This article was written by Aubrey Shirley, Tattnall County Agent and Southeast District Junior GACAA Director. If you repost this article please let Aubrey know at email@example.com.
As we approach the warmer temperatures of Spring I remember how extremely hot and dry May of 2019 was. Whenever we have weather extremes it gets me thinking: How does our weather today compare to the past? More specifically, the decade of the sixties and seventies. The reason I concentrate on these decades is because this was a time of cooler and wetter weather. Many people I have spoken with would say “when I was growing up it was never this hot and dry like today.” During this time the earth began experiencing a short cooling phase. So, I decided to do some digging and see just how those decades compare to today.
Figure 1. Daily One-Time Precipitation Events.
Figure 1 is monthly breakdown of one-day rainfall events. Looking at January of 1960 (far left) until around May 1989 the amount of extreme one- time events remained somewhat consistent, meaning that the high and low one-time events didn’t fluctuate too dramatically. However, this began to change around 1988. Then starting in the nineties to today, look at the increase of high rainfall events. Also, notice the amount of extreme fluctuations of high rainfall to none and compare that to far left of figure 1. In fact, the top 10 highest rainfall events for this period occurred from 1990 to 2012. An interesting note on that statistic is that half occur in the nineties and the other half occur in our current decade. This trend can be further stressed by the positive slope of the black trendline.
Figure 2. Monthly Rainfall Totals.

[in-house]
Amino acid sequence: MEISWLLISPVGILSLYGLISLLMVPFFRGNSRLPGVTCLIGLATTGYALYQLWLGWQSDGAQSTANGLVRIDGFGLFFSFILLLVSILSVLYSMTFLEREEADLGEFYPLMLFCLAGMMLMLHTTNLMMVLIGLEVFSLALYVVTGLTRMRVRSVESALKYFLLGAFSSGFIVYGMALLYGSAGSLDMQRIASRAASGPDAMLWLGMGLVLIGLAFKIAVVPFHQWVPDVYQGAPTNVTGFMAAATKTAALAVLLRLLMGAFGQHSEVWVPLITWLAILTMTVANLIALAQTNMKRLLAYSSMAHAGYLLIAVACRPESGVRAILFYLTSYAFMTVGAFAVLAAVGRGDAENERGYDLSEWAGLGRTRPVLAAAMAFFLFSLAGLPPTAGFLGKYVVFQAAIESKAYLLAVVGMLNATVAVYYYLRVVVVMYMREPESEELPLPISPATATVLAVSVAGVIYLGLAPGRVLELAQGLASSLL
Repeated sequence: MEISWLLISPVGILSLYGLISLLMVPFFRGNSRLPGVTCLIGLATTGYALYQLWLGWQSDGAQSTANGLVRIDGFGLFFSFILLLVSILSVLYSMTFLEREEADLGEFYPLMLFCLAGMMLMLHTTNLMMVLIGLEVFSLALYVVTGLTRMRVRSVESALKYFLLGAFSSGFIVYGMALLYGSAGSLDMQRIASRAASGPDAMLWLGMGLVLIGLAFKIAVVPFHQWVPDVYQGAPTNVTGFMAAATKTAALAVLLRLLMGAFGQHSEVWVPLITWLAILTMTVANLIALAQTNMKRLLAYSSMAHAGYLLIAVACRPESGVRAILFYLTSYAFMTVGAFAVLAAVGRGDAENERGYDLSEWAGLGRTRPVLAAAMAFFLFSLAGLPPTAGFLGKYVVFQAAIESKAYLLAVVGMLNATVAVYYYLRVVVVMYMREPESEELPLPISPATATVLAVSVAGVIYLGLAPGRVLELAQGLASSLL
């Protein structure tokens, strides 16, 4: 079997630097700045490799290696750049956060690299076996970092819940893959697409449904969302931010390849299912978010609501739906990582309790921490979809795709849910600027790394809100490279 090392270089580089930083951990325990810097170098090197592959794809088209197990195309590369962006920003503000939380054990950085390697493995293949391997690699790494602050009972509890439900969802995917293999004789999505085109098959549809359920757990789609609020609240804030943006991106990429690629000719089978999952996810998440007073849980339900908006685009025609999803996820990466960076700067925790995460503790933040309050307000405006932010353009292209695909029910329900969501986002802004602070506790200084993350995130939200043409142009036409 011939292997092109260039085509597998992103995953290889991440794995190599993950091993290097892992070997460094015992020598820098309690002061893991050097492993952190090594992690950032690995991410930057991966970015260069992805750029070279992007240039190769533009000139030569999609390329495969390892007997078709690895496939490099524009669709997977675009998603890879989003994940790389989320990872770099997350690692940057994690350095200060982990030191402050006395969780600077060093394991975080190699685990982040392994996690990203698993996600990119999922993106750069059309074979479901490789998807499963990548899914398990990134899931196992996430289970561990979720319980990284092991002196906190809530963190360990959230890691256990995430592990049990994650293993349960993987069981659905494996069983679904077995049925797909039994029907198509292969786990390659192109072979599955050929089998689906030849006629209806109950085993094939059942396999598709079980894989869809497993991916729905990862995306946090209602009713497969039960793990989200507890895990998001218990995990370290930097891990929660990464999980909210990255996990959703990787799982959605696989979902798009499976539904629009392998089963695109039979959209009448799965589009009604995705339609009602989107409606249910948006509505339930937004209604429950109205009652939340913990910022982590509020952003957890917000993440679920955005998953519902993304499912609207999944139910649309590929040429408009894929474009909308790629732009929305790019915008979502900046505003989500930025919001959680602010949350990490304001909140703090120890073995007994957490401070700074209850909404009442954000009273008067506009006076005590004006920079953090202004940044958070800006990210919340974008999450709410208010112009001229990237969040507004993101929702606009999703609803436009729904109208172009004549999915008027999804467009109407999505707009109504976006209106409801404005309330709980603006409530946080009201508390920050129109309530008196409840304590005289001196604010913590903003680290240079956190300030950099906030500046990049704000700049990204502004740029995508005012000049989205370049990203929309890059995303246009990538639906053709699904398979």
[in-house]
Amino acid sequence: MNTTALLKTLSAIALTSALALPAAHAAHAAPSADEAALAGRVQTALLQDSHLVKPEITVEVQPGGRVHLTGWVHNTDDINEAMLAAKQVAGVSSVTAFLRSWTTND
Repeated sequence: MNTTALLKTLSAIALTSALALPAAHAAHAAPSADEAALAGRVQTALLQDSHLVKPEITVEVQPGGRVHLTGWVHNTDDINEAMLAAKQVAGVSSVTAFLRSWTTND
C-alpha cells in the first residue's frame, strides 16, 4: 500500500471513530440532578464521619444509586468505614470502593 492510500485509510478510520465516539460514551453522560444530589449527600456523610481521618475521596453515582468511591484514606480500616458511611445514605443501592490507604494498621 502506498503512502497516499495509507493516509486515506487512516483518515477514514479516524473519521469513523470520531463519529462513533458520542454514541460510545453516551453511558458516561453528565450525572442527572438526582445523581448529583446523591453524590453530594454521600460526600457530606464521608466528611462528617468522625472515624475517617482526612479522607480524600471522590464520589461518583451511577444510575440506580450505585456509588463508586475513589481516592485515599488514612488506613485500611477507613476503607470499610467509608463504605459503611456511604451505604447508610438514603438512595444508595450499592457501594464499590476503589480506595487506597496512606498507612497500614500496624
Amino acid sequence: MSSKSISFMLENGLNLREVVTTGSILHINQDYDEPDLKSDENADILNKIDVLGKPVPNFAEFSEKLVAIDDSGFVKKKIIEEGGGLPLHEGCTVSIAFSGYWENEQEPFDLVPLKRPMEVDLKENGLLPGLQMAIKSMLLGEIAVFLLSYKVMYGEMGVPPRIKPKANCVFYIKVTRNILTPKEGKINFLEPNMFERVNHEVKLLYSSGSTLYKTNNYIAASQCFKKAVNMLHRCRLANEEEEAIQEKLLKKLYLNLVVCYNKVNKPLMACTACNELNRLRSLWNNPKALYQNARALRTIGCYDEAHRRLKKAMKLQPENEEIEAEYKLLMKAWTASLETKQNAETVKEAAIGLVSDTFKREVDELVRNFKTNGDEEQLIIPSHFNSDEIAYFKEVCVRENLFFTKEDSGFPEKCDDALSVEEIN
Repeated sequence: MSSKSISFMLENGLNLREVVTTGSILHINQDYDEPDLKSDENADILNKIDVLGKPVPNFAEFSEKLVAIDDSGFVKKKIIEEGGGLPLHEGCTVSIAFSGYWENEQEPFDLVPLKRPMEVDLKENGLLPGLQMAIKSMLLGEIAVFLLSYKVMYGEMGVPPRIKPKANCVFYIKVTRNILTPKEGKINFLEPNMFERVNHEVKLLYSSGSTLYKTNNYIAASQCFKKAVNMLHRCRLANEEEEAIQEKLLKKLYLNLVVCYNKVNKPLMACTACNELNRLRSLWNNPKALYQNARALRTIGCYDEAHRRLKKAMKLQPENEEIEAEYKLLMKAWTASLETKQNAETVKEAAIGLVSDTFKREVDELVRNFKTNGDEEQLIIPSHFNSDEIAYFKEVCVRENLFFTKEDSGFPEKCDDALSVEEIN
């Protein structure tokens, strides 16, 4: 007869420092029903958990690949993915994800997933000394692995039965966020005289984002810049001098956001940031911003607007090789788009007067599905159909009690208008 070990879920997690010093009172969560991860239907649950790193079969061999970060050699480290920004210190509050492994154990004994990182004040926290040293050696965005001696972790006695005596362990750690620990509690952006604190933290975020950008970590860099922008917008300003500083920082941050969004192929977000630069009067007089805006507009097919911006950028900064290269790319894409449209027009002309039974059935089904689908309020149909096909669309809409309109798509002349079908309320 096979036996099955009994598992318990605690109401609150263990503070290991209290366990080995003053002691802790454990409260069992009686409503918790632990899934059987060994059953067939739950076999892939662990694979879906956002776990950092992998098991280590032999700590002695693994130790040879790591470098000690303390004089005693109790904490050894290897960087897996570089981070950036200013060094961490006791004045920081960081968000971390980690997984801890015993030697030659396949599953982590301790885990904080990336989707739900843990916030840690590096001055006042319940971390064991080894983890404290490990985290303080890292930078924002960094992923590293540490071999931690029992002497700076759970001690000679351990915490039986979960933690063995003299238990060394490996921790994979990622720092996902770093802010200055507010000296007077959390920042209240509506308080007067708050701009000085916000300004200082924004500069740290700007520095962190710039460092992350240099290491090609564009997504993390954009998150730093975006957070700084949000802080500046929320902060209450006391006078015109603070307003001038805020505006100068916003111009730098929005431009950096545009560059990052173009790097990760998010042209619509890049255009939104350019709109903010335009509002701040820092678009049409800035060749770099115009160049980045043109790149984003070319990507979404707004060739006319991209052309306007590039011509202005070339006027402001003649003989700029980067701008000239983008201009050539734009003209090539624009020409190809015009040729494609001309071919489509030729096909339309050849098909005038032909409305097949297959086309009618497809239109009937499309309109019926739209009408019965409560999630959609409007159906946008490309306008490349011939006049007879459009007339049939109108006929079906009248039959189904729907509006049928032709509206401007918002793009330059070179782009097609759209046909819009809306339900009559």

Figure 2 is a graph of monthly rainfall totals. The black line is a trendline indicating that total rainfall has remained fairly constant in terms of total monthly rainfall. However, from figure 1 we can infer that, yes, rainfall totals have remained relatively stable during this period but the intensity and frequency has increased. Figure 2 shows more variable dry and wet periods of very little rainfall then larger rainfall events when compared to the 1960s and 1970s. It may seem odd that rainfall has remained steady throughout the last 60 years even with increasing intensity, but when taking into account the longer dry periods the excessive wet periods simply bring our totals back to our historical averages.
So, what does this all mean? Well, from looking at the information I would conclude that larger rainfall events are becoming more frequent. And with this increased rainfall intensity, less infiltration of that rainfall is likely. With less infiltration, runoff and soil-loss will likely increase. Loss of fertilizer to streams and ponds is also likely as well as increased loss due to excessive leaching.
It is predicted that the Earth’s temperature will continue to rise this century. Will this increase in temperature lead to more rain? Hopefully so, because as temperatures increase so should evaporation. If we begin to see more evaporation and rainfall totals remain constant we will undoubtedly run into a situation of inadequate rainfall.
All climate data was collected from the MRCC Midwestern Regional Climate Center.